This week: Drama in Moral DilemmasEdited by: Joy
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“Memories warm you up from the inside. But they also tear you apart.”
Haruki Murakami, Kafka on the Shore
“You fit into me
like a hook into an eye
a fish hook
an open eye”
“Waiting is painful. Forgetting is painful. But not knowing which to do is the worst kind of suffering.”
Paulo Coelho, By the River Piedra I Sat Down and Wept
“It does good to no woman to be flattered [by a man] who does not intend to marry her; and it is madness in all women to let a secret love kindle within them, which, if unreturned and unknown, must devour the life that feeds it; and, if discovered and responded to, must lead, ignis-fatuus-like, into miry wilds whence there is no extrication.”
Charlotte Brontë, Jane Eyre
Hello, I am Joy , this week's drama editor. This issue is about giving depth to stories and characters by making the protagonists face a moral dilemma.
Thank you for reading our newsletters and for supplying the editors with feedback and encouragement.
Note: In the editorial, I refer to third person singular as he, to also mean the female gender, because I don't like to use they or he/she.
A strong moral dilemma can transform a good piece of fiction, a film, or a play into a great one, as it will evoke passionate, intense, and conflicting emotional response in readers and viewers. Why do you think that is?
I believe it is because, ever since humans were put on earth, they liked to do the right thing. Even those who did wrong thought they were doing the right thing at the moment of their action, regardless of whether what they considered right agreed with others’ opinions or not. In the same vein, people usually say they like to pick the lesser of the two evils, but if there is a lesser evil in fiction, there won’t be a moral dilemma. In a moral dilemma, the evils have to be equal in force such as: Rick’s choice in Casablanca, Sophie’s Choice between her children, Jean Valjean’s choice of actions in Les Miserables.
A moral dilemma, therefore, arises from a situation where:
• A character has to decide which of the two or more actions to take since he has the ability to do all of them.
• The character cannot perform all of the actions as they contradict one another; therefore he has to pick only one of them.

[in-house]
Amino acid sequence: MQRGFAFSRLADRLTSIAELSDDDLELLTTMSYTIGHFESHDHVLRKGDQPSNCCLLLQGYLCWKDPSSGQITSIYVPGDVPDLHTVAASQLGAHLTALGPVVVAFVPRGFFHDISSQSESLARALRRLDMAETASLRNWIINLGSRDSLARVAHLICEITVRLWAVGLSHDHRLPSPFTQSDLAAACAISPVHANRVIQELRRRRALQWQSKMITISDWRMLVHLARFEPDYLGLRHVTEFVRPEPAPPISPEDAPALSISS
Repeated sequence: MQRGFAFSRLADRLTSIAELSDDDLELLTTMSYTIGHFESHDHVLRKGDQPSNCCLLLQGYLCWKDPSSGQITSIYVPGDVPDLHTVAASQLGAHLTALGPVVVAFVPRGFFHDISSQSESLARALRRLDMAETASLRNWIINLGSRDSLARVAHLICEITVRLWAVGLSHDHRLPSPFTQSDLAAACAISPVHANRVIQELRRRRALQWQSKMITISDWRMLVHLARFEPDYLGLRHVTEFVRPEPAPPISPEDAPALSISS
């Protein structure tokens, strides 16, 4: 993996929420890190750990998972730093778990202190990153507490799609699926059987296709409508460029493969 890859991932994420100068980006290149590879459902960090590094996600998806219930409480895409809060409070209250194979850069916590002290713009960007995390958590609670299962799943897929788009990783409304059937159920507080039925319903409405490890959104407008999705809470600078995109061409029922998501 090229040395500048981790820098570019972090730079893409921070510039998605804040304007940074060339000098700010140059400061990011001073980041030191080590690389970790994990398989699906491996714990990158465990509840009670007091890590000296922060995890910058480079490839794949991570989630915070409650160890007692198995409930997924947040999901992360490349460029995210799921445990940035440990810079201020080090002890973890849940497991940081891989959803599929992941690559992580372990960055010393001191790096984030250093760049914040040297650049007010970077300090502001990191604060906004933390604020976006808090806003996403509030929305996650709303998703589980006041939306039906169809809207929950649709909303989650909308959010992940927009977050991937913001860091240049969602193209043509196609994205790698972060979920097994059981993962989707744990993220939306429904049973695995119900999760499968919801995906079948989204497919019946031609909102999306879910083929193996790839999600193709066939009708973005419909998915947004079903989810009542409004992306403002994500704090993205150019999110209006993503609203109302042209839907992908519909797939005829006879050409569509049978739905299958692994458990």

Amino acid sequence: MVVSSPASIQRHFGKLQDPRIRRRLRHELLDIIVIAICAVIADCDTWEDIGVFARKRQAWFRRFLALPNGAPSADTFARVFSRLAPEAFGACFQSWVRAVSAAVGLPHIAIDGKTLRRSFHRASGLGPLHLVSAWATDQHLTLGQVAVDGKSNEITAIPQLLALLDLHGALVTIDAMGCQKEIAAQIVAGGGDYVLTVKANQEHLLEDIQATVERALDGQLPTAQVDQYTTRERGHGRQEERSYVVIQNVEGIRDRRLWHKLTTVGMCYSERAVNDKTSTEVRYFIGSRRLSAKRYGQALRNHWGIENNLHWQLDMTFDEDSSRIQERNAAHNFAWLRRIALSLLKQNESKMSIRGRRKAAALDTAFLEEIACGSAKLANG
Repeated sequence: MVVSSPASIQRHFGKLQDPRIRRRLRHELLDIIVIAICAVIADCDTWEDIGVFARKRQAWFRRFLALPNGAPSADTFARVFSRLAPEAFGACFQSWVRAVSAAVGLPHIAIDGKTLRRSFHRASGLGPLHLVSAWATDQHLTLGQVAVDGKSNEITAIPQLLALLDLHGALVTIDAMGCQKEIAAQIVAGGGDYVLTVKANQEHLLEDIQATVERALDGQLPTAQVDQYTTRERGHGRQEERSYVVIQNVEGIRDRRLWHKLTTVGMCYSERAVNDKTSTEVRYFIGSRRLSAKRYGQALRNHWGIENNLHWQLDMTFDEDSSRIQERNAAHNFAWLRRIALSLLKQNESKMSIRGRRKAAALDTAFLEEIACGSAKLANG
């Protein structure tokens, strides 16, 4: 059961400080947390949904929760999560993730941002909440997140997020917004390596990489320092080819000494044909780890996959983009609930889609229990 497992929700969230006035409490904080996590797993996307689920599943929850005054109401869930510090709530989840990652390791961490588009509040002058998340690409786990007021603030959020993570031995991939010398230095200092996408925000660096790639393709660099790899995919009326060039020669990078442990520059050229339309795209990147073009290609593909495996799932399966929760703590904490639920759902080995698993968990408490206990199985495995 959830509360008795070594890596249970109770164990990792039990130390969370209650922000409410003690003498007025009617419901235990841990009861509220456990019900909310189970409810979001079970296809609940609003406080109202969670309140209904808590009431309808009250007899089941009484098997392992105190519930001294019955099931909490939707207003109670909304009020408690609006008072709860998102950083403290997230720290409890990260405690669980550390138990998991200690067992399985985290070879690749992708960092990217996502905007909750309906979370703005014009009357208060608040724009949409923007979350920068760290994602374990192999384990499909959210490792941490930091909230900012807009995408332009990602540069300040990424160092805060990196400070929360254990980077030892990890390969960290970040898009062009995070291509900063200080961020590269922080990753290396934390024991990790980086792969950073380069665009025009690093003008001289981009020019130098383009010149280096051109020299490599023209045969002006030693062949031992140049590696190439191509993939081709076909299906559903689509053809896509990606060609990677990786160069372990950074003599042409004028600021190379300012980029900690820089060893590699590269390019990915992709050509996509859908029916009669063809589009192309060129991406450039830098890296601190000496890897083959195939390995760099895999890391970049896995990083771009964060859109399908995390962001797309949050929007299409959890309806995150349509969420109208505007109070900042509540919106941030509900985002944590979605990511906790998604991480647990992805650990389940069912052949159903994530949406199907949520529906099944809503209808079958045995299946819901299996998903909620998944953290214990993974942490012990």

• Equally strong moral reasons abound for choosing each action. Moreover, the possible actions are in conflict with one another. No matter the choice, someone or something will suffer. In other words, there is no single right way to act, and the character’s decision will be agonizing.
Moral choices have been with us since the dawn of humanity, ever since Eve bit into the apple, ever since Sophocles’s Antigone buried her brother’s body, ever since our religions, cultures, and families instilled values in us.
Values and beliefs matter like those we’ve been given; therefore, we can give them to our characters, so they have to face difficult moral choices, and let’s not forget that even criminals and killers have their own moral code. The readers and viewers can only relate to characters with strong convictions and attitudes. Thus, the first rule is to give the character strong but, at times, opposing convictions.
Next comes creating the scenes that will test each of the protagonist's values or the equally difficult choices thrown at him. As writers, then, we need to test him in how far he can go by putting one of the choices into action. This will show his convictions, values, and character.
After that, we’ll have to put him in a difficult position, from which he cannot free himself, and set it up so that everything that matters to him will be in danger with any motion he makes, but he has to act, regardless; otherwise, all will be lost. We have to show him and the readers that he must live with the consequences of his decisions and actions.
Another point to keep in mind is that the genre of the story may have a lot to do with the moral dilemma of a character. For example, fantasy and science fiction can explore morality and spiritual issues on a larger scale than the romance genre where the themes of faithfulness and betrayal between lovers are stronger than other considerations.
As a last resort, whatever difficulties we choose for them, our characters can always come up with an unexpected action that may be logical and also consistent with their psychological makeup, or they may choose one of the options.
Tip: Moral dilemmas may also be used as story prompts. Just think of several equally strong moral dilemmas in your life or in someone else’s life that you have witnessed, or Google search “List of Moral Dilemmas.” You’ll find many strong scenarios for a future story.
Until next time...
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This Issue's Tip: Good dialogue need not be brimming with wit to be interesting. It has first to fit the character speaking it. Fragments of sentences and jumbling the word order, once in a while, help give it a touch of realism.
Feedback for "Writing Fiction from News Stories"
My first ms was based on a news article. When I ran into a writing wall I called the sherff who worked the case. It was comical at first when he hung up on me 3 times. He finally helped me and loved my first draft. Its an on going investigation and someone else has continued the research. I love to write from the news reports. Many best sellers are based on a news story or special interest story. Keep your eyes and ears open and your own handy.
Your sheriff made me chuckle. Nice that he came around and was so helpful.
Thanks for sharing your experience.
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